Good bye, iPhoto.

As a long-time disciple of Jobs, I use Mac OS applications for almost every task. And if there’s a solution from Apple, it’s normally the first I try out and probably use. Photo archiving is no exception — well, was no exception. I’ve been using iPhoto for quite some time and over many a version jump.

But recently, I’ve noticed that iPhoto doesn’t quite fit my requirements as much as I’d like it to. Especially, I missed having access to my photo library from every device I use. I’d like to be able to process new photos on the fast Mac Mini, sort them into albums during work breaks on my Macbook and show off the latest cute picture of my adorable baby son on my iPad over coffee.

I felt that a change was necessary and it was finally triggered by Sven Fechner’s blog post “Exporting your iPhoto library to Dropbox“. Using the tools described in the article, I was able to export all my photos together with their metadata into Dropbox/Pictures/Library. To be exact, they’re sorted into subfolders for every month. And all pictures that Dropbox downloads from my iPhone or that I put into Dropbox/Camera uploads manually get automatically sorted into the right month folders by this magic fairy named Hazel.

Other people are obviously doing the same. Just while Phoshare was exporting my iPhoto library, a blog post by Panayotis Vryonis appeared in my feeds. And the subtitle after Leaving iPhoto for Dropbox puts it very succinctly: “from feature rich to future proof”. Yes, iPhoto has many useful features and Dropbox won’t apply face recognition to automatically tag photos with names. On the other hand, I’m now independent and can choose whatever tool — and device! — I like to manage my photos. That’s what made it worthwhile for me to spend 20 minutes on exporting all my photos to Dropbox.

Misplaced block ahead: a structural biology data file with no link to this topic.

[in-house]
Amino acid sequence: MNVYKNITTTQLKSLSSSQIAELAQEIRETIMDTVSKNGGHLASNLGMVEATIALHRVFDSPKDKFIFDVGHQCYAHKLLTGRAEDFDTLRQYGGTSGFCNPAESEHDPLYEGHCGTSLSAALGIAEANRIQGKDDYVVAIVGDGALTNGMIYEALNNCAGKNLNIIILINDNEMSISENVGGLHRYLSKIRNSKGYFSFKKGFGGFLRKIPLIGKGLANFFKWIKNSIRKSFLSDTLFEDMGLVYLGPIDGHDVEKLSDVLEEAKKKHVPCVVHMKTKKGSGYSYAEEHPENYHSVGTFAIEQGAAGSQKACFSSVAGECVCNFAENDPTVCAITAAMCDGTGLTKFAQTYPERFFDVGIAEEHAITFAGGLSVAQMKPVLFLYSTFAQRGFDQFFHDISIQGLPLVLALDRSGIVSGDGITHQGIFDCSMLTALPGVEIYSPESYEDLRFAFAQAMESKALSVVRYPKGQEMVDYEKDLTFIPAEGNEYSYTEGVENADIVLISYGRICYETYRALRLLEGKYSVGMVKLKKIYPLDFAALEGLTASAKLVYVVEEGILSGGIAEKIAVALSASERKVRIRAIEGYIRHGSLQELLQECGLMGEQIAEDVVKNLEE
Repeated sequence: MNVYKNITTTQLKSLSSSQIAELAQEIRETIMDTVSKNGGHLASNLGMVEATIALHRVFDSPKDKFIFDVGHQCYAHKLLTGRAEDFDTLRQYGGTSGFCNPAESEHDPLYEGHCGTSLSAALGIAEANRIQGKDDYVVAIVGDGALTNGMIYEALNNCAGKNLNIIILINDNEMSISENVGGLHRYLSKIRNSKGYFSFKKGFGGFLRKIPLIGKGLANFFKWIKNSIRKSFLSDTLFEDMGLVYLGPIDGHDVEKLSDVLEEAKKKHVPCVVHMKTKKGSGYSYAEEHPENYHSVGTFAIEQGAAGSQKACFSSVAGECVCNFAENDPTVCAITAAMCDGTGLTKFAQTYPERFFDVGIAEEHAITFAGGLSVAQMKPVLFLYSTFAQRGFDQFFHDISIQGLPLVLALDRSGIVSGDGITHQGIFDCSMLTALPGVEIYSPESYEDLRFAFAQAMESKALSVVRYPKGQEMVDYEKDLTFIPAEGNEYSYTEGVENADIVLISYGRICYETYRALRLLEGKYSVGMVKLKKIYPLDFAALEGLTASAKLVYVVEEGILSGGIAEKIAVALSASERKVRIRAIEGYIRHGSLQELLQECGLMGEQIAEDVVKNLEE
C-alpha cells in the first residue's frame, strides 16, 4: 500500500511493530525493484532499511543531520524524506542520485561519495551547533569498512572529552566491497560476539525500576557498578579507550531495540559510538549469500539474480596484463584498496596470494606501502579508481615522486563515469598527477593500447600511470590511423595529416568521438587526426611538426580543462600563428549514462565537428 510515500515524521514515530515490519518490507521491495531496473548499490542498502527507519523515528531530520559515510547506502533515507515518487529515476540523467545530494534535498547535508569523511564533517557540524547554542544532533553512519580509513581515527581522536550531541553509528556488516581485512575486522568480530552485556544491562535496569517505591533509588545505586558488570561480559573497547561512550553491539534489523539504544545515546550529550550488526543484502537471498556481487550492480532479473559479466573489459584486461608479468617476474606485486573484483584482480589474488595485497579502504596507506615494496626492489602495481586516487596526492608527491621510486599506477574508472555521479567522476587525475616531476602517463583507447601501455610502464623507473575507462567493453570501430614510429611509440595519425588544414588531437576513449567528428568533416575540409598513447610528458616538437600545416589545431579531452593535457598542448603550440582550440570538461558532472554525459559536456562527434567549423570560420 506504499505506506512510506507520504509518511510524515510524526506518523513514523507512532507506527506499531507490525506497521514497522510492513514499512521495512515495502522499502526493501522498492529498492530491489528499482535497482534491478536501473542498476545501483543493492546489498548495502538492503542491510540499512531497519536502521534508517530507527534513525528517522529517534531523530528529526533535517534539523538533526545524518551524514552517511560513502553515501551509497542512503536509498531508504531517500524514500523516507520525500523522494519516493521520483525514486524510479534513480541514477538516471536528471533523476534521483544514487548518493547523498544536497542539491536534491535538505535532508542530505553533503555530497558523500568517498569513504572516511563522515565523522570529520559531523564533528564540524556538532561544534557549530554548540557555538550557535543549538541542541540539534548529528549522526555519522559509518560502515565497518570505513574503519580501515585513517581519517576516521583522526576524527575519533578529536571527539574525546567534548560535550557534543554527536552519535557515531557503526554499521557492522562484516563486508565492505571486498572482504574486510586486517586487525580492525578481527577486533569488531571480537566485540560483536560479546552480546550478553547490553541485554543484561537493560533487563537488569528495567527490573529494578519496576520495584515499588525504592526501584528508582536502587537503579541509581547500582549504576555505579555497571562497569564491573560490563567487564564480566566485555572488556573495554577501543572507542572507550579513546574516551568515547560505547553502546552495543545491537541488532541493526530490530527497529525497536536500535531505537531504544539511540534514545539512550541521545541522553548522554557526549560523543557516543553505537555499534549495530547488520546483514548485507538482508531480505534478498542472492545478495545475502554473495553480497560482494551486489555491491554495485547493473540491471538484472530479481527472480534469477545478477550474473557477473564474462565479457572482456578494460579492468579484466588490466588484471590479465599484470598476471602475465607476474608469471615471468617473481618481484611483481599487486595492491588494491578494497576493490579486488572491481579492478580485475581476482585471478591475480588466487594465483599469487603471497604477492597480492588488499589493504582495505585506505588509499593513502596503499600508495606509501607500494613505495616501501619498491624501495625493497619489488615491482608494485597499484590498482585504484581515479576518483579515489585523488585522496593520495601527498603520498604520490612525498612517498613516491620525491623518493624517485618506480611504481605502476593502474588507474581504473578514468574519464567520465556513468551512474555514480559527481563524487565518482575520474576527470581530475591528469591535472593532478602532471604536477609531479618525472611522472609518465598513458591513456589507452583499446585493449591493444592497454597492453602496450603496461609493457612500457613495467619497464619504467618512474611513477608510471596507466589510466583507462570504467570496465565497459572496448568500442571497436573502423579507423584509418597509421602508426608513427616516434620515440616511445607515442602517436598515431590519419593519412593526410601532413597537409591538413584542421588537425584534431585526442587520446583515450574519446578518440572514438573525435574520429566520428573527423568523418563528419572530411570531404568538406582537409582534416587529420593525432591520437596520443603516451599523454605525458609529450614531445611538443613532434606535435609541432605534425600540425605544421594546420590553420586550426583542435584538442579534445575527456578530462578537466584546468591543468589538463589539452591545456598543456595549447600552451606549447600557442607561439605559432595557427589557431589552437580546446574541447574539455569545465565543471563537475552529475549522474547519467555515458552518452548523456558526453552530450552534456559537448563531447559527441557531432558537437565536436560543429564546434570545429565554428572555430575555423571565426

2 thoughts on “Good bye, iPhoto.”

  1. Thanks for getting me starting to think about this…

    After your explanation I really think about following you. is it really worth the money?
    To save my pictures as a whole it would take 200Gbyte which is $200 per year.

    is it worth it?

    armin

    1. HI Armin,

      You’ll have to answer that question for yourself. I don’t have nearly that many photos; my 100GB Dropbox isn’t even 20% full. $200 per year isn’t that much, considering that you also get offsite backup and recovery of deleted files with the storage space. On the other hand, it’s also quite a number of Chai Lattes. :-)

      Cheers, Jochen

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